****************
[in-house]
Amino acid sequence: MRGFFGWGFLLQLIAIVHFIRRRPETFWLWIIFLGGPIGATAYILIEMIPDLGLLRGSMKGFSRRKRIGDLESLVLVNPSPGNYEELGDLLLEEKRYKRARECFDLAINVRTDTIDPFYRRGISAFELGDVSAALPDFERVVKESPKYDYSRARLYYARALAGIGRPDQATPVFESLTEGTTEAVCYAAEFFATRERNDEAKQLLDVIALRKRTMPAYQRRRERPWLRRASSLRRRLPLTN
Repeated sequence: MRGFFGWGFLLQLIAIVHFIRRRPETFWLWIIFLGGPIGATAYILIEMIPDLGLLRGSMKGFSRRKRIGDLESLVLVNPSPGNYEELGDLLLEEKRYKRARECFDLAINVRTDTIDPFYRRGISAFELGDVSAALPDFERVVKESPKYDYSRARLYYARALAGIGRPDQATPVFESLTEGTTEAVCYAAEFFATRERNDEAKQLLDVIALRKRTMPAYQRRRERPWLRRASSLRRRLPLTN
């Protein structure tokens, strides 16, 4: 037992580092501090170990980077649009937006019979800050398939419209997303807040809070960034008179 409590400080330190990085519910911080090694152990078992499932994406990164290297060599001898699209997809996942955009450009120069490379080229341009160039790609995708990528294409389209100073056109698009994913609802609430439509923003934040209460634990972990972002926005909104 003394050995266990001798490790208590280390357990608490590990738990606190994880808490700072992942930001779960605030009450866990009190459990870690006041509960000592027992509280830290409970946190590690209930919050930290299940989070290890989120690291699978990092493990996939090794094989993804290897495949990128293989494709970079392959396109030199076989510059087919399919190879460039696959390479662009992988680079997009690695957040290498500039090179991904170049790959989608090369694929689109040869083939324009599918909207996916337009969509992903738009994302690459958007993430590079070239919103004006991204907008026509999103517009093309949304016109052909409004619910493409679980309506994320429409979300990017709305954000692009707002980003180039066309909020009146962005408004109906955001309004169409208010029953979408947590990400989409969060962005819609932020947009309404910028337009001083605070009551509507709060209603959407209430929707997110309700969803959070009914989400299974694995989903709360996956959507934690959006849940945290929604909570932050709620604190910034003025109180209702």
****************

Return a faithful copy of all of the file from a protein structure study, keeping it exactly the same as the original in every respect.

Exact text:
[in-house]
Amino acid sequence: MRGFFGWGFLLQLIAIVHFIRRRPETFWLWIIFLGGPIGATAYILIEMIPDLGLLRGSMKGFSRRKRIGDLESLVLVNPSPGNYEELGDLLLEEKRYKRARECFDLAINVRTDTIDPFYRRGISAFELGDVSAALPDFERVVKESPKYDYSRARLYYARALAGIGRPDQATPVFESLTEGTTEAVCYAAEFFATRERNDEAKQLLDVIALRKRTMPAYQRRRERPWLRRASSLRRRLPLTN
Repeated sequence: MRGFFGWGFLLQLIAIVHFIRRRPETFWLWIIFLGGPIGATAYILIEMIPDLGLLRGSMKGFSRRKRIGDLESLVLVNPSPGNYEELGDLLLEEKRYKRARECFDLAINVRTDTIDPFYRRGISAFELGDVSAALPDFERVVKESPKYDYSRARLYYARALAGIGRPDQATPVFESLTEGTTEAVCYAAEFFATRERNDEAKQLLDVIALRKRTMPAYQRRRERPWLRRASSLRRRLPLTN
């Protein structure tokens, strides 16, 4: 037992580092501090170990980077649009937006019979800050398939419209997303807040809070960034008179 409590400080330190990085519910911080090694152990078992499932994406990164290297060599001898699209997809996942955009450009120069490379080229341009160039790609995708990528294409389209100073056109698009994913609802609430439509923003934040209460634990972990972002926005909104 003394050995266990001798490790208590280390357990608490590990738990606190994880808490700072992942930001779960605030009450866990009190459990870690006041509960000592027992509280830290409970946190590690209930919050930290299940989070290890989120690291699978990092493990996939090794094989993804290897495949990128293989494709970079392959396109030199076989510059087919399919190879460039696959390479662009992988680079997009690695957040290498500039090179991904170049790959989608090369694929689109040869083939324009599918909207996916337009969509992903738009994302690459958007993430590079070239919103004006991204907008026509999103517009093309949304016109052909409004619910493409679980309506994320429409979300990017709305954000692009707002980003180039066309909020009146962005408004109906955001309004169409208010029953979408947590990400989409969060962005819609932020947009309404910028337009001083605070009551509507709060209603959407209430929707997110309700969803959070009914989400299974694995989903709360996956959507934690959006849940945290929604909570932050709620604190910034003025109180209702």